So here is my problem - as part of my job I present some science demonstrations to children and one of the tricks I regularly use is the bicarb/acetic acid rocket. I thought the other day that a really fun fact to give them to go along with it would be the amount of bicarb and vinegar you would need to, say, escape the Earth's atmosphere. I'm a bit rusty but I think it's less trivial than it sounds. I think you need the rocket equation, which means you need the exhaust velocity, which is in turn quite complex to calculate. Does anyone have any simpler approaches which might work?

A few nuggets which might help:

1 mole of bicarb produces 291 cc of CO2. Escape velocity is ~11000 m/s

Any answers will be very appreciated!

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    $\begingroup$ I think you're going to run into the "Tyranny of the rocket equation" pretty hard here with a 'fuel' having such little thrust. $\endgroup$ – Niel de Beaudrap Apr 25 '13 at 12:59
  • $\begingroup$ Quite. I have a new found respect for the phrase "it's not rocket science". Hard to appreciate until you actually have a go how challenging some of this is. $\endgroup$ – Dave Cunnah Apr 25 '13 at 13:01
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    $\begingroup$ The right way to do this problem is to use the rocket equation, as you guessed. The exhaust velocity depends on such details as the nozzle shape, but I doubt the usual equation will work here since that assumes supersonic exhaust. Short of finding a relevant calculation or, better - measuring the exhaust velocity, you can estimate it using the energy produced in the reaction and assuming some efficiency of conversion to kinetic energy of the exhaust gas. $\endgroup$ – Michael Apr 26 '13 at 14:20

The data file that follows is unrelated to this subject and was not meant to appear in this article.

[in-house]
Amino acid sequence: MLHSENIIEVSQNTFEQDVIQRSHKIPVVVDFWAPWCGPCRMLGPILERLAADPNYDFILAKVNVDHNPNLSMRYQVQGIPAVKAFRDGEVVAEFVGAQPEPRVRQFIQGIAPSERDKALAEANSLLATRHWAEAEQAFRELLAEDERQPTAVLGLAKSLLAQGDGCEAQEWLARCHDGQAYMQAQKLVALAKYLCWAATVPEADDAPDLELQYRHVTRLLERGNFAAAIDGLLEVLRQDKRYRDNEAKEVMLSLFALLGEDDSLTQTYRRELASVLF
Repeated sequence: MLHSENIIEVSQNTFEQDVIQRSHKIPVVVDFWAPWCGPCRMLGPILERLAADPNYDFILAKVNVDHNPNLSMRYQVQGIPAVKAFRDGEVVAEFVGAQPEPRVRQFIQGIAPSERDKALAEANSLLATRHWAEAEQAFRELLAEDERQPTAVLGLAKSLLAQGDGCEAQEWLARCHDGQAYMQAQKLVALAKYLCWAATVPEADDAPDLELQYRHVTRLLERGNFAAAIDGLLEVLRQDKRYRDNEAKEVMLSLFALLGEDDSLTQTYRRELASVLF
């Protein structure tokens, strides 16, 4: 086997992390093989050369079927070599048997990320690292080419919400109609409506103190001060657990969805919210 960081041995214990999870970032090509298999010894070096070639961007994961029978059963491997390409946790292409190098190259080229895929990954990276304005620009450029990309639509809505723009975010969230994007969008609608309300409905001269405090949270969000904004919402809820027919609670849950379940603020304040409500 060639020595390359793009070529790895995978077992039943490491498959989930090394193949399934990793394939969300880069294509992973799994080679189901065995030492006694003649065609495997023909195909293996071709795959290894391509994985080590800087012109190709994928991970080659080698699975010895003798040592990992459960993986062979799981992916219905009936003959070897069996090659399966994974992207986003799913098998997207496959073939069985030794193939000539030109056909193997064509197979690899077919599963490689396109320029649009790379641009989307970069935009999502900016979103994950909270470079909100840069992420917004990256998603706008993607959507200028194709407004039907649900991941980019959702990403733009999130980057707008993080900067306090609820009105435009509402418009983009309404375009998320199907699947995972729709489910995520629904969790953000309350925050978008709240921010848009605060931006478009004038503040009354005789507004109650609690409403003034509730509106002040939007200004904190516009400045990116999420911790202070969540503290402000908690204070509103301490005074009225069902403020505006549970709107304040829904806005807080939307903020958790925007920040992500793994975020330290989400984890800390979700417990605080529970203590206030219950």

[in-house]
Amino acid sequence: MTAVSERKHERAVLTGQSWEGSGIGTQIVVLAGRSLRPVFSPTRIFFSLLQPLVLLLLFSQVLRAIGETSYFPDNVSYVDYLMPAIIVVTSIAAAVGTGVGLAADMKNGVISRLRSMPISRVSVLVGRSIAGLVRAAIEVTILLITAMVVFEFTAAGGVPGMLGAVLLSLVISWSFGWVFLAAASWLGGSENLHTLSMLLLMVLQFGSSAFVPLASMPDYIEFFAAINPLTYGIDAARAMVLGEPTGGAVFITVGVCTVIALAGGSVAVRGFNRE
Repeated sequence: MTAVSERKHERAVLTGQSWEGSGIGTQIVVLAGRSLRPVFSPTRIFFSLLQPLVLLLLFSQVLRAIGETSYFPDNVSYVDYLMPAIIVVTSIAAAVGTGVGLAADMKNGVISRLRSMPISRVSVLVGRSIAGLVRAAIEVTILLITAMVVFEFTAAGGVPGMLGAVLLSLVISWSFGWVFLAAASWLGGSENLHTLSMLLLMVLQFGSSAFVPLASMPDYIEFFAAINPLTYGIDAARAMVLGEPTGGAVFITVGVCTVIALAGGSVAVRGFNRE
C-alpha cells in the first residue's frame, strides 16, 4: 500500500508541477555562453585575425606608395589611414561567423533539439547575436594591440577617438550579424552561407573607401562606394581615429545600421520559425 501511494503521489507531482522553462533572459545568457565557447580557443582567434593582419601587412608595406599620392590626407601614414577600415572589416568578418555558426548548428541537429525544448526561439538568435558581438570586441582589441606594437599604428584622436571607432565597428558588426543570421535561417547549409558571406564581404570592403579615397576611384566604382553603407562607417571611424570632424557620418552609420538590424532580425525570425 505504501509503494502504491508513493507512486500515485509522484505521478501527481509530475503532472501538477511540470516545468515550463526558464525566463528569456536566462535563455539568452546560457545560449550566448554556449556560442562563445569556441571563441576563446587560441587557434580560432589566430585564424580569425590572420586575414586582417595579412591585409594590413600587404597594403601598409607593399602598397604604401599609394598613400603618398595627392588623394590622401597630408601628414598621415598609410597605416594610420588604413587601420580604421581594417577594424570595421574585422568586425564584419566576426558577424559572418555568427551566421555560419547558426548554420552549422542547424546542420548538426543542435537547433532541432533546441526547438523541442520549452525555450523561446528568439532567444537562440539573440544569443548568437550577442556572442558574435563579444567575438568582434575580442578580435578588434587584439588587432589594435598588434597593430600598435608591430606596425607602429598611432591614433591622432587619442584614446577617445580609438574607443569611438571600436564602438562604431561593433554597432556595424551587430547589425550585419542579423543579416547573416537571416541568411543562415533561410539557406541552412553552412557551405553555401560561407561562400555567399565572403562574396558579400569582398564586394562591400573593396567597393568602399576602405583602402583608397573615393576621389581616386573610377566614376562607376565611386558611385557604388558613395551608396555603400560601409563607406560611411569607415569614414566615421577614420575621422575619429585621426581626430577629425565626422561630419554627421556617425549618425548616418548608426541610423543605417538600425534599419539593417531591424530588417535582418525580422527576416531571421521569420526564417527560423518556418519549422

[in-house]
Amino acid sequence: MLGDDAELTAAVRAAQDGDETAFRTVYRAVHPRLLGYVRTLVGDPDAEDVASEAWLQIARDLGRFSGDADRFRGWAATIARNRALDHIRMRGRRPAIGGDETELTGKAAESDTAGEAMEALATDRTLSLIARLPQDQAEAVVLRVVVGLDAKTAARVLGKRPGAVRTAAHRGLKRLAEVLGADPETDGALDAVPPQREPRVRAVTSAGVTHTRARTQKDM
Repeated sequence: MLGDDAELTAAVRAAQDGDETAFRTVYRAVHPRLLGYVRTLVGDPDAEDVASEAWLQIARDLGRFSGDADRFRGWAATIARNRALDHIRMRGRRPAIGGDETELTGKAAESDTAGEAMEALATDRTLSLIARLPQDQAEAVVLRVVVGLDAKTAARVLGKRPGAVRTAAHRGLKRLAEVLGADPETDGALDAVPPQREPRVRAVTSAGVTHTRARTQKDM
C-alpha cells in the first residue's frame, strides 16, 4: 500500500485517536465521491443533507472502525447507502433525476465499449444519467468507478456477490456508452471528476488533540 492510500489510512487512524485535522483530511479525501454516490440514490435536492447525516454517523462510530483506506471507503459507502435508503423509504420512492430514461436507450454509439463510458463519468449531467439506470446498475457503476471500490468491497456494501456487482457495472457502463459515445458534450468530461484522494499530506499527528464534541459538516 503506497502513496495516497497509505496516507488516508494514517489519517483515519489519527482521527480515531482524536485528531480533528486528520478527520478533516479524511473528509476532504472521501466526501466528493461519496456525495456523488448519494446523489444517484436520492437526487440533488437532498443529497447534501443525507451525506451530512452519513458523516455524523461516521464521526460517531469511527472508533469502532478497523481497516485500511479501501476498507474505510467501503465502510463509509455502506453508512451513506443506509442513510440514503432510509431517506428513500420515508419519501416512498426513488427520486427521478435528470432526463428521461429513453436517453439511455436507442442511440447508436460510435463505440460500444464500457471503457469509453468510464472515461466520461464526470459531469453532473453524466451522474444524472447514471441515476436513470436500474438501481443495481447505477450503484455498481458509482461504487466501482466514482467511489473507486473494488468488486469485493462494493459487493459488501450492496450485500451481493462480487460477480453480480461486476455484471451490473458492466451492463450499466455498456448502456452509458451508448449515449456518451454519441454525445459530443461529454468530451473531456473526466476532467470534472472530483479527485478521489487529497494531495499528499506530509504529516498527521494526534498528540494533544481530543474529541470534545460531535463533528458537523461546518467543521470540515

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    $\begingroup$ Isn't it possible to ignore the rocket equation and obtain a lower bound by simply assuming that all the free energy released from the reaction of bicarbonate and vinegar could turn into kinetic energy propelling the spacecraft+fuel straight upwards? Then it would be a matter of equating the chemical free energy of the fuel to the gravitational potential energy (with respect to infinity, or maybe 100 km altitude) of the spacecraft+fuel on the surface of the Earth. There would still be an exponential dependence on mass, but I don't see how exhaust velocity would have to factor in. $\endgroup$ – Nicolau Saker Neto Apr 26 '13 at 20:35
  • $\begingroup$ I think we should try this out XD. $\endgroup$ – abrn2195 Mar 7 at 5:46

rocket fuel is often characterised by its Specific Impulse. Loosely this is a measure of force applied to rocket per mass of fuel. I'm afriad I don't know what this would be for Bicarb...